Examination of the influence of contingency on changes in reinforcer value

Iser G. Deleon, Meagan K. Gregory, Michelle A. Frank-Crawford, Melissa J. Allman, Arthur E. Wilke, Abbey B. Carreau-Webster, Mandy M. Triggs

Research output: Contribution to journalArticlepeer-review

Abstract

This study examined how the amount of effort required to produce a reinforcer influenced subsequent preference for, and strength of, that reinforcer in 7 individuals with intellectual disabilities. Preference assessments identified four moderately preferred stimuli for each participant, and progressive-ratio (PR) analyses indexed reinforcer strength. Stimuli were then assigned to one of four conditions for 4 weeks: fixed-ratio (FR) 1 schedule, escalating FR schedule, yoked noncontingent (NCR) delivery, and restricted access. Preference assessments and PR schedules were then repeated to examine changes in selection percentages and PR break points. Selection percentages decreased for all NCR stimuli but increased for most of the restricted stimuli. There were no systematic changes in selection percentages for either of the contingent stimuli. Break points increased, on average, for all conditions, but the increase was highest for the restricted stimuli and lowest for the NCR stimuli. These results are discussed in relation to recent basic research addressing the influence of effort on stimulus value.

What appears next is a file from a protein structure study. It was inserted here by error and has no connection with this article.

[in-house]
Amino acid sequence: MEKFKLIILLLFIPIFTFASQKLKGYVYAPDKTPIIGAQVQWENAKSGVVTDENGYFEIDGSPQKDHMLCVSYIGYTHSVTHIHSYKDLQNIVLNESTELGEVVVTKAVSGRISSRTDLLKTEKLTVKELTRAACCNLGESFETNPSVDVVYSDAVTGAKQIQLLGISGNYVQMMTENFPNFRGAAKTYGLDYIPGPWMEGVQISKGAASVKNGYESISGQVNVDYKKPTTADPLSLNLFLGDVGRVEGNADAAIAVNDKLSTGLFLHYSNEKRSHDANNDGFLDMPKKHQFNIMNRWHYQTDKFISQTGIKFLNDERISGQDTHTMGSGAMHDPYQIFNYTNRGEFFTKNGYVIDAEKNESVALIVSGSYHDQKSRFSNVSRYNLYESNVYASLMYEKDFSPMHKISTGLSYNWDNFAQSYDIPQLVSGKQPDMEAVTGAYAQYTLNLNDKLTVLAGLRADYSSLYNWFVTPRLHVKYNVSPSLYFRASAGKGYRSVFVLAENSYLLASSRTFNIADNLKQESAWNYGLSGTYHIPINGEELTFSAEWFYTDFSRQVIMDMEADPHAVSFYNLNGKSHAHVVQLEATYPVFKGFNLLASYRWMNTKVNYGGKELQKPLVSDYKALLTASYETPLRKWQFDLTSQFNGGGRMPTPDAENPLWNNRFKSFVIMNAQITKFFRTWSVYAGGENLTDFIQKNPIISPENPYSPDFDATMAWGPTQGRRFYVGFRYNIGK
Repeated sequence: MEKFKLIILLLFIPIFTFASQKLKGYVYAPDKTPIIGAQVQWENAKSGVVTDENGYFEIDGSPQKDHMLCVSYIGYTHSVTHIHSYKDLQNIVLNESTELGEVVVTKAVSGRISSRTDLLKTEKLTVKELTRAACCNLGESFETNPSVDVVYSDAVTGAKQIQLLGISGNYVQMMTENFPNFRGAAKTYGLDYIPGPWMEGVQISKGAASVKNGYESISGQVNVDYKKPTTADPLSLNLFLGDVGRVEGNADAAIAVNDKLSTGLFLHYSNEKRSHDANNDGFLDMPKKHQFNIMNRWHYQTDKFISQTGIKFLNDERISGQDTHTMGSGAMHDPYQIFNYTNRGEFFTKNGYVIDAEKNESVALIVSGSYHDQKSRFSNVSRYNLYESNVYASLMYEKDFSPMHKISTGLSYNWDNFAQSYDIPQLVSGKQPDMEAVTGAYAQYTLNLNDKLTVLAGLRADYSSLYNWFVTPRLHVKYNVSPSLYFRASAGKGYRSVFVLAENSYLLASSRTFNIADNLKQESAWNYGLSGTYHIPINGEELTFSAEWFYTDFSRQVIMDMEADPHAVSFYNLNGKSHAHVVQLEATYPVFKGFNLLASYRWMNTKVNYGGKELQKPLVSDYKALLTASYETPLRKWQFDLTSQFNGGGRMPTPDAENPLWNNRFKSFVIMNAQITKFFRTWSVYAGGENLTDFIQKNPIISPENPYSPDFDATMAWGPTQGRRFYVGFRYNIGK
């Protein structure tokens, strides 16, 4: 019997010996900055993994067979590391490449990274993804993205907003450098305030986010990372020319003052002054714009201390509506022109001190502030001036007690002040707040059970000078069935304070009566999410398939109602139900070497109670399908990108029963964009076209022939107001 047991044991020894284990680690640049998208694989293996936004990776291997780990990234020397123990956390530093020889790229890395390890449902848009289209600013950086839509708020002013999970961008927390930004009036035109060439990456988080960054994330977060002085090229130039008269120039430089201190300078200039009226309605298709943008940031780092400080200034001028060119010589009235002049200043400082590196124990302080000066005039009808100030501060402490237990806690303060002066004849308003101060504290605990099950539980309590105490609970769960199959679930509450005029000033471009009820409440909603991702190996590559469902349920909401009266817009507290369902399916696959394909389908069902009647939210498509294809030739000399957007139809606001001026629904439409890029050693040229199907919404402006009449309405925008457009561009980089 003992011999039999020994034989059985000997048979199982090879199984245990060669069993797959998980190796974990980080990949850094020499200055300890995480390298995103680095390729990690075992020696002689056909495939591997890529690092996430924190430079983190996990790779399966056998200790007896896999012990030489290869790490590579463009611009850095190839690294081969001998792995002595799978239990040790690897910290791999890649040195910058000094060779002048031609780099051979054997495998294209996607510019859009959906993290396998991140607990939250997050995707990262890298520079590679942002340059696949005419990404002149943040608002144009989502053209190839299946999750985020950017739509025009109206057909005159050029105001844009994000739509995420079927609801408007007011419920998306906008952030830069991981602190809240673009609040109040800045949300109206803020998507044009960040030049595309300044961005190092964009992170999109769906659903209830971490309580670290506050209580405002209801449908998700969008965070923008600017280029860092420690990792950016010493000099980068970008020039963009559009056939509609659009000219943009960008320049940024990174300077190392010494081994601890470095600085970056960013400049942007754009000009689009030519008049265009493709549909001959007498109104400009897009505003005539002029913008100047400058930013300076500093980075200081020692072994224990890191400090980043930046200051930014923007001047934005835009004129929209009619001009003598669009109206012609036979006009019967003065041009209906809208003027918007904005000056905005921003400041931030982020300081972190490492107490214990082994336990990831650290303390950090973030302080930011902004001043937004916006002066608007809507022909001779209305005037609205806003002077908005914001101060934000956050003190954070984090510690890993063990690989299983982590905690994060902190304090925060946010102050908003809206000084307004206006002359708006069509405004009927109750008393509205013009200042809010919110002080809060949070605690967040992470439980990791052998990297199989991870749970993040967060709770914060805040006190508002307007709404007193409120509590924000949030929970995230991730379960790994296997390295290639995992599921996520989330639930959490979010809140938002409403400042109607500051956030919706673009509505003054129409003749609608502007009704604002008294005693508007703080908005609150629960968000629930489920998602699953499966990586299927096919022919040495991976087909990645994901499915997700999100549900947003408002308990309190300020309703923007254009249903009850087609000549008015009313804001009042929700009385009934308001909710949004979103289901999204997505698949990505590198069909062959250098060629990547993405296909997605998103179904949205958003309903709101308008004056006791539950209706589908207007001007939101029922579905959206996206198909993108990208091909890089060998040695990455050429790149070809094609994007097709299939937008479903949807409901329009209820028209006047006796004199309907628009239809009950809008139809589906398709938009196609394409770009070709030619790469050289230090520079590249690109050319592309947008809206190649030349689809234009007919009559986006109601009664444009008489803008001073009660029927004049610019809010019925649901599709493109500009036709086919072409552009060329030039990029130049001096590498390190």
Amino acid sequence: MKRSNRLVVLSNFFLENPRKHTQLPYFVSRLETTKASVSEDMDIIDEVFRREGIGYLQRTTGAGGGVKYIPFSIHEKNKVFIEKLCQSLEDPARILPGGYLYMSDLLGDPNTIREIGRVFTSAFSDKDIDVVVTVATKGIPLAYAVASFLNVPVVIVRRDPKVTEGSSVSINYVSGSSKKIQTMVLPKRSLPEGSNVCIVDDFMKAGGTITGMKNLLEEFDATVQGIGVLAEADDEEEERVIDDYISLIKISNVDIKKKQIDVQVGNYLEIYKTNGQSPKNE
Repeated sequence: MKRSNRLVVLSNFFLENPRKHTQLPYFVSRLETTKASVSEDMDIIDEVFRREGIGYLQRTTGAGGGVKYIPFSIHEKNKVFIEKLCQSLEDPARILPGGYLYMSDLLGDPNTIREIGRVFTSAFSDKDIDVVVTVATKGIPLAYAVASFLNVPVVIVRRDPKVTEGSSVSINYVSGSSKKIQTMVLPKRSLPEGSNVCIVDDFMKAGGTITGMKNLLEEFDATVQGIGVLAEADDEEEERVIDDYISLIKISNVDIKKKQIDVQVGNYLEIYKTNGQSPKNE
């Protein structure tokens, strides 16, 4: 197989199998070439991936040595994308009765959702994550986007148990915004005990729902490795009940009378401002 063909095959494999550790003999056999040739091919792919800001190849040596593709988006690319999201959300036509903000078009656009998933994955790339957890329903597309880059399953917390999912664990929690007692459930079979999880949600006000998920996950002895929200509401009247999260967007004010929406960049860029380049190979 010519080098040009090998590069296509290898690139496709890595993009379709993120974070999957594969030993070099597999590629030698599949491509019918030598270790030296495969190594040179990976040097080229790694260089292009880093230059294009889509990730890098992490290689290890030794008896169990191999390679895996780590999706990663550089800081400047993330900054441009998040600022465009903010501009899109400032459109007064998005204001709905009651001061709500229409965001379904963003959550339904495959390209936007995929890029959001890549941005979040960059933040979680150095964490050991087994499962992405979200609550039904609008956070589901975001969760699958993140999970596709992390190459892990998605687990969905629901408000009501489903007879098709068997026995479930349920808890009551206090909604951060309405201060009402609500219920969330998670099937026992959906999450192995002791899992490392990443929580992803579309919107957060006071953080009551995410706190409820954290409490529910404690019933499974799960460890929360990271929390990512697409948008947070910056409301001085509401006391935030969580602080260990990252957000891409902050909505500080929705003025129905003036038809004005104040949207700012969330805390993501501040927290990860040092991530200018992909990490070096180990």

Original languageEnglish (US)
Pages (from-to)543-558
Number of pages16
JournalJournal of Applied Behavior Analysis
Volume44
Issue number3
DOIs
StatePublished - Sep 2011

Keywords

  • noncontingent reinforcement
  • preference assessments
  • progressive-ratio analysis
  • stimulus value

ASJC Scopus subject areas

  • Applied Psychology
  • Sociology and Political Science
  • Philosophy

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